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Ontario Place has been proposed as a potential location for a casino in Toronto.

Talk of a possible casino for Toronto is the latest issue to create fault lines between downtown and suburban councillors.

As community councils met across the city Tuesday, a clear difference of opinion emerged on the controversial casino question, with city centre politicians looking for ways to block future developments and Scarborough councillors signalling they are game for a discussion.

Councillor Adam Vaughan got unanimous backing Tuesday morning from councillors of the former city of Toronto and East York for a bid to change zoning rules to prohibit casinos in their wards.

Mr. Vaughan said talk earlier this week about using gaming as a possible source of revenue to build subways prompted his request.

"It is not an appropriate way for Toronto to move forward," he told reporters. "It is not an appropriate use along the waterfront, it is not an appropriate use in our vibrant, beautiful downtown and it is not the way we should be financing public policy."

A few hours later, at a meeting at Scarborough Civic Centre, councillors who had caught wind of the downtown request on Twitter, endorsed in principle casino development.

"It was sheer frustration," Councillor Paul Ainslie explained. "We need to have a mature conversation about the pros and cons of casinos. How can we have that conversation when the downtown core is saying it is not good enough for us?"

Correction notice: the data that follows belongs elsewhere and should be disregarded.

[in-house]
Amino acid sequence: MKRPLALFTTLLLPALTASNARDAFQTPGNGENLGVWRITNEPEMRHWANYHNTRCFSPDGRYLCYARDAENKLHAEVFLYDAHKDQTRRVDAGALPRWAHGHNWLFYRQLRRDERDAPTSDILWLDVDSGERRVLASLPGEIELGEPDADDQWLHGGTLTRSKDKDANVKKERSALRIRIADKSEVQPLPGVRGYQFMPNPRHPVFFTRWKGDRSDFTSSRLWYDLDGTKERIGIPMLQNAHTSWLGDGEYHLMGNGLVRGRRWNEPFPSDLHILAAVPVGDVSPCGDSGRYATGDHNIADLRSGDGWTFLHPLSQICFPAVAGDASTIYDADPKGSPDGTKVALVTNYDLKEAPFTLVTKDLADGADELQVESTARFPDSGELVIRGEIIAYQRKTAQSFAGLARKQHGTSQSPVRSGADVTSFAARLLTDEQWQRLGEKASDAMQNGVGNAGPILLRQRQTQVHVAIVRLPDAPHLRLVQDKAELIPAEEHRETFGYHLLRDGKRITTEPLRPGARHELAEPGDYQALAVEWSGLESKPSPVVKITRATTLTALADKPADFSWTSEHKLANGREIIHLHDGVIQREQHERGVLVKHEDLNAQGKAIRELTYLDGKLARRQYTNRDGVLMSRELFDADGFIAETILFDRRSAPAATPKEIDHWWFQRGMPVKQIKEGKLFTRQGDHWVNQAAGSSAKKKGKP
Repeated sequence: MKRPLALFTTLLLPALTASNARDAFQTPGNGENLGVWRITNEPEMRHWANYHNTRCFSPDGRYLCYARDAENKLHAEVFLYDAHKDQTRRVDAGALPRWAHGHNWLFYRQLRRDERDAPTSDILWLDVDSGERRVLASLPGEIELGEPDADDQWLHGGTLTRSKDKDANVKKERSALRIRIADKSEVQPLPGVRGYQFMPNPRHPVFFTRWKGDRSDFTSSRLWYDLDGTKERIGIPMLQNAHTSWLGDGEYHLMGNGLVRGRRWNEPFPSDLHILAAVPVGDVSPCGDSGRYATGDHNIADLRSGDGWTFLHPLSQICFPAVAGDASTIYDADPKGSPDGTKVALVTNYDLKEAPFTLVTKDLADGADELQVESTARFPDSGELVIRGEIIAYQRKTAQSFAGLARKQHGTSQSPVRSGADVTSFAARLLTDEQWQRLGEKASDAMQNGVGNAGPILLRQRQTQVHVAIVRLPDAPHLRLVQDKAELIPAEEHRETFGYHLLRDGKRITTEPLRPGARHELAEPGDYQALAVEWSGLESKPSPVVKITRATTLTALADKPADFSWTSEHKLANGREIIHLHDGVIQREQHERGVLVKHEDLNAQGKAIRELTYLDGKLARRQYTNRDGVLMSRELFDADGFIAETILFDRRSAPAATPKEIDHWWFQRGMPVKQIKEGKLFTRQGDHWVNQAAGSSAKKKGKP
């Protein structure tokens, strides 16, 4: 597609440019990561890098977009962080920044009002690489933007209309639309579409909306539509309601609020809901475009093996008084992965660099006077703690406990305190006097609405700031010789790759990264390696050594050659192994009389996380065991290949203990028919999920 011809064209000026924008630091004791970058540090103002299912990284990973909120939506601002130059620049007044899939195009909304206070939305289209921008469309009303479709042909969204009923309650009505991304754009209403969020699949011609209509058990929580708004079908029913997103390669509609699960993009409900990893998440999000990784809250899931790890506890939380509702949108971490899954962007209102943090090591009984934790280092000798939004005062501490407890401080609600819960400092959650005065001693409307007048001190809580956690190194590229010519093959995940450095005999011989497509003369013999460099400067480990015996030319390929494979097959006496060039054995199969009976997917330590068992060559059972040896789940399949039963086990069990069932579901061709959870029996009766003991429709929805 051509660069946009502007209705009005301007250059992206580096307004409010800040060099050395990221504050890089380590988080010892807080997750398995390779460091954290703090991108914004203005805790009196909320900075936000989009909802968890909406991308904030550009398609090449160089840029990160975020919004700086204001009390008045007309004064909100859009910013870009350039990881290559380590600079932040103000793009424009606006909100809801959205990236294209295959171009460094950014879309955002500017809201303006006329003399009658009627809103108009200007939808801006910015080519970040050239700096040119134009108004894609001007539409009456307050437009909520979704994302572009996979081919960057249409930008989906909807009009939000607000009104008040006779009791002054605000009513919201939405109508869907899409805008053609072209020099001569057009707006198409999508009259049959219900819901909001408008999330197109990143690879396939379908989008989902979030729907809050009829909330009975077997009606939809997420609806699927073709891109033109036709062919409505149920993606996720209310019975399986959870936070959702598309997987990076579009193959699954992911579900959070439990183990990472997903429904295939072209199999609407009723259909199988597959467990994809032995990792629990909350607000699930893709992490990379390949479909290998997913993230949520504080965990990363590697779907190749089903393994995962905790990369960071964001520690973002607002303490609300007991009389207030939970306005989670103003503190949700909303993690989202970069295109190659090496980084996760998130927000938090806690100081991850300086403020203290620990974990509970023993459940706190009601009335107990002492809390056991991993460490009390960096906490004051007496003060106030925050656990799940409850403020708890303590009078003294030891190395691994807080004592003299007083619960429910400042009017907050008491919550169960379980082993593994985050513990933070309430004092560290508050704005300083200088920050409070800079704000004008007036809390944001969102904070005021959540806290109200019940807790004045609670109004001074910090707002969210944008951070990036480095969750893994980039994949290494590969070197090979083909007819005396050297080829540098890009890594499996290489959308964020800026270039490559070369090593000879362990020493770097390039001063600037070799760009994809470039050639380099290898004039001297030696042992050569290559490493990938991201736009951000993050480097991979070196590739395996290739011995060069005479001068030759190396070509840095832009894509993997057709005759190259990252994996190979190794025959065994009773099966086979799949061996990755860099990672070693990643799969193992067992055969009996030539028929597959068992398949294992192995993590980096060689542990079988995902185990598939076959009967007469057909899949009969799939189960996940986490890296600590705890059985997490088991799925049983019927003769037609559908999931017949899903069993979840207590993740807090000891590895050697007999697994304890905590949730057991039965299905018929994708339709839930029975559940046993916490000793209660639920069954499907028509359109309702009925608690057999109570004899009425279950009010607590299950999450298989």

Mr. Ainslie said he would support a casino in his ward if it was shown to be a workable option.

One Scarborough councillor, Chin Lee, voted against the motion and two others, Ron Moser and Gary Crawford, were absent.

Ontario's lottery corporation is pushing for a casino in Toronto, with Ontario Place pegged by many as an ideal location for what would be the country's most lucrative gaming licence. It will ultimately be the province's call, but the Ford administration has signalled it would back a casino, provided it had public support.

The request by Mr. Vaughan asks city staff for a September report on zoning regulations for casinos with advice on actions required to prohibit them. Chief planner Gary Wright said Tuesday casinos are not permitted under existing zoning and "gaming establishments" are prohibited in North York.

The province does have the power to override municipal zoning rules, he said, and the city has less authority over land use on provincial property.

The idea of using casinos as a way to fund subway expansion was raised Monday by deputy mayor Doug Holyday. Although historically a critic of casinos, he said he would support the idea as a way to fund transit. "What better use of that money, and there will be hundreds of millions of dollars," the Etobicoke councillor said.

Councillor Doug Ford, who also represents an Etobicoke ward, has said he is open to bringing a casino to the city. "If it would create jobs and bring tourists, the answer is yes, and if we could get a piece of the pie it would go toward transit," he said earlier this year. "We need to build subways."